City Palace and St. Nicholas Church
If you haven’t had enough of the stunning Rococo architecture, see the City Palace (Stadtschloss), whose reconstruction was finally finished in 2013, after years of discussion. Right behind the City Palace stands the St. Nicholas Church (Nikolaikirche), with its copper dome, now completely covered in marvelous green patina, towering over the roofs of the city.
The Film Museum And Studio Babelsberg
Right across the City Palace, on the other side of the old market square (Alter Markt), is the re-opened Film Museum. The museum is quite small, but endlessly fascinating, packed with information about actors and actresses like Romy Schneider, Marlene Dietrich, and Heinz Rühmann. It not only gives an insight into their lives but also into the techniques in the early stages of film production. Even though I know nothing about the film, I just enjoyed sitting in the very quiet and listening to the voices of black-and-white movie stars.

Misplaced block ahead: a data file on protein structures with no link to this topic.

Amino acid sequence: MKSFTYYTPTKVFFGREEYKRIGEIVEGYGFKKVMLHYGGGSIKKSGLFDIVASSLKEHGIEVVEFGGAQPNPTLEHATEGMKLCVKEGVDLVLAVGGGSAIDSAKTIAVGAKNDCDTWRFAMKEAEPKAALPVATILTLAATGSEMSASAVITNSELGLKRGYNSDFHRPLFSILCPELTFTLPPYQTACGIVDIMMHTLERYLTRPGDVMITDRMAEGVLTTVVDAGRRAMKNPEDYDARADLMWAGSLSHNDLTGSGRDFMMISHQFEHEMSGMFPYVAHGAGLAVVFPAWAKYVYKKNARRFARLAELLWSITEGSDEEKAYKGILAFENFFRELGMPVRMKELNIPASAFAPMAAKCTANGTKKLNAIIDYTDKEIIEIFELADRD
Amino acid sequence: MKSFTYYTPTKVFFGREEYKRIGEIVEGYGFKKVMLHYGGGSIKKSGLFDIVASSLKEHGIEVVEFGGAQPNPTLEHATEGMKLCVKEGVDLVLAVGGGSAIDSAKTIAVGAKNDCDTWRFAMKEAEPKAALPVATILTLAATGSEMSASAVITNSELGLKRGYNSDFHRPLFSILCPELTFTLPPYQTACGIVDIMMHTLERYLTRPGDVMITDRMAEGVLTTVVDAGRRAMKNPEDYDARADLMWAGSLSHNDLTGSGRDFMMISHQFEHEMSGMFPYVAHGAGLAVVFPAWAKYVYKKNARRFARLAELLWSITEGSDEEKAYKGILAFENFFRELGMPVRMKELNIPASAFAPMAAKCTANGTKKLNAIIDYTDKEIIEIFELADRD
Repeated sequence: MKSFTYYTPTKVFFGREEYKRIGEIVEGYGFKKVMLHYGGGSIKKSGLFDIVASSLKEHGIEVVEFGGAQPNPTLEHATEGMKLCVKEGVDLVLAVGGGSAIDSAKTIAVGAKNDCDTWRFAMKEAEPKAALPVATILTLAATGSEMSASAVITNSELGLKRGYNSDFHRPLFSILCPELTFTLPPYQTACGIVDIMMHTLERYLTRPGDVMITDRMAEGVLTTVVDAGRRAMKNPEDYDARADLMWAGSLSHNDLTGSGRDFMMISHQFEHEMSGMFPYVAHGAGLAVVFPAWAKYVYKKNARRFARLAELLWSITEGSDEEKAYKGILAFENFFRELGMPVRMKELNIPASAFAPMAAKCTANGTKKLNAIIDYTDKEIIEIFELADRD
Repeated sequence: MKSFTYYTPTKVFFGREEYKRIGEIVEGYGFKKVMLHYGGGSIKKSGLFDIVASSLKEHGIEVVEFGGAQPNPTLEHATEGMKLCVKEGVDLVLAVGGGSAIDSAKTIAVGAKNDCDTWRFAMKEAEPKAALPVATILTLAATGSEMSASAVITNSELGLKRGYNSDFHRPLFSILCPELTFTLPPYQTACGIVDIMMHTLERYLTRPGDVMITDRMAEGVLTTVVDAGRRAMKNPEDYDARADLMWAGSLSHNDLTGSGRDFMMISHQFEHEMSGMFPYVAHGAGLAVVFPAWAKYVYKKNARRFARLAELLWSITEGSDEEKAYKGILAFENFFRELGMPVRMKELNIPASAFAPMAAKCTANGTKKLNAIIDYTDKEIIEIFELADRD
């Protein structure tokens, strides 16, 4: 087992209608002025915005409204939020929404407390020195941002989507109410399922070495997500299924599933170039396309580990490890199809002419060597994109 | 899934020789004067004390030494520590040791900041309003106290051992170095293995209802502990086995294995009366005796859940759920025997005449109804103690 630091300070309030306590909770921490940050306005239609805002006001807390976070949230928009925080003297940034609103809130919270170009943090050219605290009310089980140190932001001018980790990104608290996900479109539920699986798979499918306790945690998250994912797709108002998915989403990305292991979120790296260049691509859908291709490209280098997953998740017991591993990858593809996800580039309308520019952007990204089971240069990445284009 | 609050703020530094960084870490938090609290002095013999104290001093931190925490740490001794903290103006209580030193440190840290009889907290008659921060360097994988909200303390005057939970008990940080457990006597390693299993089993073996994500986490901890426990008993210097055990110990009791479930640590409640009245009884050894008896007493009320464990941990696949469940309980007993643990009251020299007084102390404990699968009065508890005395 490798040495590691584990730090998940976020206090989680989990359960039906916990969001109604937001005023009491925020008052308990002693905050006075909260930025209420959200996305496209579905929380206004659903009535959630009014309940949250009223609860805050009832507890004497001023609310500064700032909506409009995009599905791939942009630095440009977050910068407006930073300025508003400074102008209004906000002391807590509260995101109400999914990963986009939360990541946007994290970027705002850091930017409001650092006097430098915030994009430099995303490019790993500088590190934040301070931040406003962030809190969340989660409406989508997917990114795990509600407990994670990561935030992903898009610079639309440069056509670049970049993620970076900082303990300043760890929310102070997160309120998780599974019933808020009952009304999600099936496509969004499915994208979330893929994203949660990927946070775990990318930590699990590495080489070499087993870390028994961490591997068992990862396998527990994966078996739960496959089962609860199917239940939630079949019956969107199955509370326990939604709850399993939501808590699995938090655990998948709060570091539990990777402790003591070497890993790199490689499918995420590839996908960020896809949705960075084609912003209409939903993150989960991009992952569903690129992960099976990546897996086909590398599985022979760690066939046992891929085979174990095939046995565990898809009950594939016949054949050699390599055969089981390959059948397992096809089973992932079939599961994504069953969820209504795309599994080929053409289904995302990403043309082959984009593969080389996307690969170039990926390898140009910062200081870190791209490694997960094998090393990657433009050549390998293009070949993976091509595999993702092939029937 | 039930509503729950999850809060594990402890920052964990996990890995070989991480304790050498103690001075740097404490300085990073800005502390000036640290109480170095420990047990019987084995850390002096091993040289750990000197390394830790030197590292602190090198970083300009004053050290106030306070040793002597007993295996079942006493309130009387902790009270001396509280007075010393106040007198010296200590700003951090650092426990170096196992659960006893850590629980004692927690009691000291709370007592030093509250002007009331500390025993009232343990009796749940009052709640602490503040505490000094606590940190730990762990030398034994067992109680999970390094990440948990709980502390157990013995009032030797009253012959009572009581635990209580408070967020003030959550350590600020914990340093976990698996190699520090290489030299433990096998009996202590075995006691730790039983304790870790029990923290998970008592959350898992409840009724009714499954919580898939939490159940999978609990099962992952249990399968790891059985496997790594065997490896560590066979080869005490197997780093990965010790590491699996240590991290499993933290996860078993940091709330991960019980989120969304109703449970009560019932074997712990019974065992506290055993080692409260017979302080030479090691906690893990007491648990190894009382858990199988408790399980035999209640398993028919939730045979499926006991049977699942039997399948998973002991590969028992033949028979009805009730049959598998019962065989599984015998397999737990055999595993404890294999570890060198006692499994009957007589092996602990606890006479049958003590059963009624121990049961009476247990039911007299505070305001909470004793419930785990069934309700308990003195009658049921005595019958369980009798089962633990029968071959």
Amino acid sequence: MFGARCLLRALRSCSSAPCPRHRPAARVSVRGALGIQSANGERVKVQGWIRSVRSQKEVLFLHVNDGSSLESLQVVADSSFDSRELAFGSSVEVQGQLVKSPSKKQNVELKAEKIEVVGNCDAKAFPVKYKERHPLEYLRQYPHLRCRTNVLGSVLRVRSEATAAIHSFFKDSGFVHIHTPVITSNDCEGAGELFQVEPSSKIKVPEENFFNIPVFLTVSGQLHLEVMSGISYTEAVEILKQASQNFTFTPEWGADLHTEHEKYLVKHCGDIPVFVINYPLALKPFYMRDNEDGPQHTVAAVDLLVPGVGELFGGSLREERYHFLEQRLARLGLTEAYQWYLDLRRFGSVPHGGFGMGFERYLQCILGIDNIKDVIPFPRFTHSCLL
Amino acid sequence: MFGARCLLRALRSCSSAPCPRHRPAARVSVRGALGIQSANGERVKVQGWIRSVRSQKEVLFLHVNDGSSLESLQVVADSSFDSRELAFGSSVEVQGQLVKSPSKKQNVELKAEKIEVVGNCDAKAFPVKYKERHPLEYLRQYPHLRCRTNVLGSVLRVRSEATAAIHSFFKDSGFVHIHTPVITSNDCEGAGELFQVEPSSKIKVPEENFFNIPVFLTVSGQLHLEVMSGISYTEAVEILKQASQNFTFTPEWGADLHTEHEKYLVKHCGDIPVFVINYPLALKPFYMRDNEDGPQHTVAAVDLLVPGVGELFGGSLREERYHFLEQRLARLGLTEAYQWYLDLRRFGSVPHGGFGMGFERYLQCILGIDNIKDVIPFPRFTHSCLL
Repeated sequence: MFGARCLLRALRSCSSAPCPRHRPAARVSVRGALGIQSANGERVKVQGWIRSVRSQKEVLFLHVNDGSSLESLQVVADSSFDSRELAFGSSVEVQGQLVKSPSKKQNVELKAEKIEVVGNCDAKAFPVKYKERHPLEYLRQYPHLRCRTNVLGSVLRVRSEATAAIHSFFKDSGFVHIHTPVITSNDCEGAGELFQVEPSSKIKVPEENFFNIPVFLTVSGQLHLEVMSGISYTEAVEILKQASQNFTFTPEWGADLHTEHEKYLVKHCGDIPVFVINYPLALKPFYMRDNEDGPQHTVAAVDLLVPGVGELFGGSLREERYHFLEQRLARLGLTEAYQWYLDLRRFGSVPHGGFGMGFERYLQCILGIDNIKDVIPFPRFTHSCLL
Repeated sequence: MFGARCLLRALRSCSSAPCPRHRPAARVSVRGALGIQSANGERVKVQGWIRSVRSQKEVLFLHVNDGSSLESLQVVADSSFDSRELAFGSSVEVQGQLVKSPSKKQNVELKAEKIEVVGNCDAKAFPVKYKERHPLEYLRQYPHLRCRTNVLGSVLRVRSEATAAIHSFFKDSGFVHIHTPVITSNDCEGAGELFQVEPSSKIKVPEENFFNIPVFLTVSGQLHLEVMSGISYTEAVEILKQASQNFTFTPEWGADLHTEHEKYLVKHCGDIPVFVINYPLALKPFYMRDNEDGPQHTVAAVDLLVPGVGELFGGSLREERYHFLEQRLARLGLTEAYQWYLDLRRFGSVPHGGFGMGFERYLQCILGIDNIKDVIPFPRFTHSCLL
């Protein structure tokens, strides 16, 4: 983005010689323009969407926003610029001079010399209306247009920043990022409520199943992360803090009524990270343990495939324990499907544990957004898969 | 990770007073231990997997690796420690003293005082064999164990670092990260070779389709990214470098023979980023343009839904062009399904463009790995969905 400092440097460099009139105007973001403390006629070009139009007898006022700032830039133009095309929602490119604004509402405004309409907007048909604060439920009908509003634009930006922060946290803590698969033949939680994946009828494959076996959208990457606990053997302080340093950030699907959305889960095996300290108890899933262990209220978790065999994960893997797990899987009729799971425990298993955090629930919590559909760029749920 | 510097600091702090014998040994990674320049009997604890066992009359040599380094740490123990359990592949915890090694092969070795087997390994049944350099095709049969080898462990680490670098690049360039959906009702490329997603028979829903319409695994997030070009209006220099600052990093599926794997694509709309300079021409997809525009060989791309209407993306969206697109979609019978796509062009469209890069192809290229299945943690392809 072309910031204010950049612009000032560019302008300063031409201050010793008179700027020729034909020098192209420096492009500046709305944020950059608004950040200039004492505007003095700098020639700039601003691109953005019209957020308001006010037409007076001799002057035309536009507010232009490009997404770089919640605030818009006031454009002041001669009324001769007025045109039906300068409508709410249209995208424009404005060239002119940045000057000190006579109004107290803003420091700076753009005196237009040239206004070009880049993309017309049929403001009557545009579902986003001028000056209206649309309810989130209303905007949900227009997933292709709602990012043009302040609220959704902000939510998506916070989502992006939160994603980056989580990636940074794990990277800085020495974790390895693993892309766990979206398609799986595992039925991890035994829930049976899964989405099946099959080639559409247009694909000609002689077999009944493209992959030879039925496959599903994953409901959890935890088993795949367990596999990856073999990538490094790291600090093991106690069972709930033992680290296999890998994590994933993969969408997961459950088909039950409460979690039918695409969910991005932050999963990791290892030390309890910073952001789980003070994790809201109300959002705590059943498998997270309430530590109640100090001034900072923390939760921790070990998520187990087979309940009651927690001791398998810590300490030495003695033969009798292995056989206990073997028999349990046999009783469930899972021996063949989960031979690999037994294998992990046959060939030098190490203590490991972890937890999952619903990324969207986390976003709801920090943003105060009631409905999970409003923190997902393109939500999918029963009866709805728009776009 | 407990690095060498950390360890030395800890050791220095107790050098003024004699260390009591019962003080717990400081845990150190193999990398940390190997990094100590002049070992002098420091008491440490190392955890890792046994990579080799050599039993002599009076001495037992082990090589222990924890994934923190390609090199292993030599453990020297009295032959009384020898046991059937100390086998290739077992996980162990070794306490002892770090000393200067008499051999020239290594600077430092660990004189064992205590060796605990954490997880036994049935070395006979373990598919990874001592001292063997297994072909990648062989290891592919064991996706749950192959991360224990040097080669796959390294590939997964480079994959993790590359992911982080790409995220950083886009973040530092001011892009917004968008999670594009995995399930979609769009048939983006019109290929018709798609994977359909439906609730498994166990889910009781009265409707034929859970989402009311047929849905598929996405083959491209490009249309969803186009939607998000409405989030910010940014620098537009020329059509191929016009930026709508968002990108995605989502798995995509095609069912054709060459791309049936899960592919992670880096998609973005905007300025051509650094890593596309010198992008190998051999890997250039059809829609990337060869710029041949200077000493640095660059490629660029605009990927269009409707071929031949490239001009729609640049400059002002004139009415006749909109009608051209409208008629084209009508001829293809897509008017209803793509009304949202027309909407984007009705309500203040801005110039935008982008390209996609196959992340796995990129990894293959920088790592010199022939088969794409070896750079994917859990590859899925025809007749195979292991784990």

To see more of the German film industry in Potsdam, Germany, you have to move out of the city center and into Babelsberg, a vibrant neighborhood of students and young families, the artistic center of town. While the district is worth exploring in itself, this is where Studio Babelsberg resides. Get here by taking the bus number 690 or 601 from the central station and get off at Filmpark Babelsberg. It has its little theme park, which sadly pales in comparison to any other theme park. However, getting a look at some old sets or get a tour of Studio Babelsberg, which is the oldest large-scale film studio in the world, is worth the trip!
What else does Potsdam, Germany, have to offer?
You should take enough time to explore the city center of Potsdam. Enjoy the old stucco facades and idle cobblestone roads. Don’t worry about sticking to the main walking street. Some of the cutest shops and most precious cafes hideaway in the side alleys. While wandering around, check out the different gates. Namely, these are the Brandenburger Gate (not to be confused with Berlin’s famous gate), Hunter’s Gate (Jägertor) and Nauen Gate (Nauener Tor). All of these are within walking distance of the historical city center of Potsdam, Germany.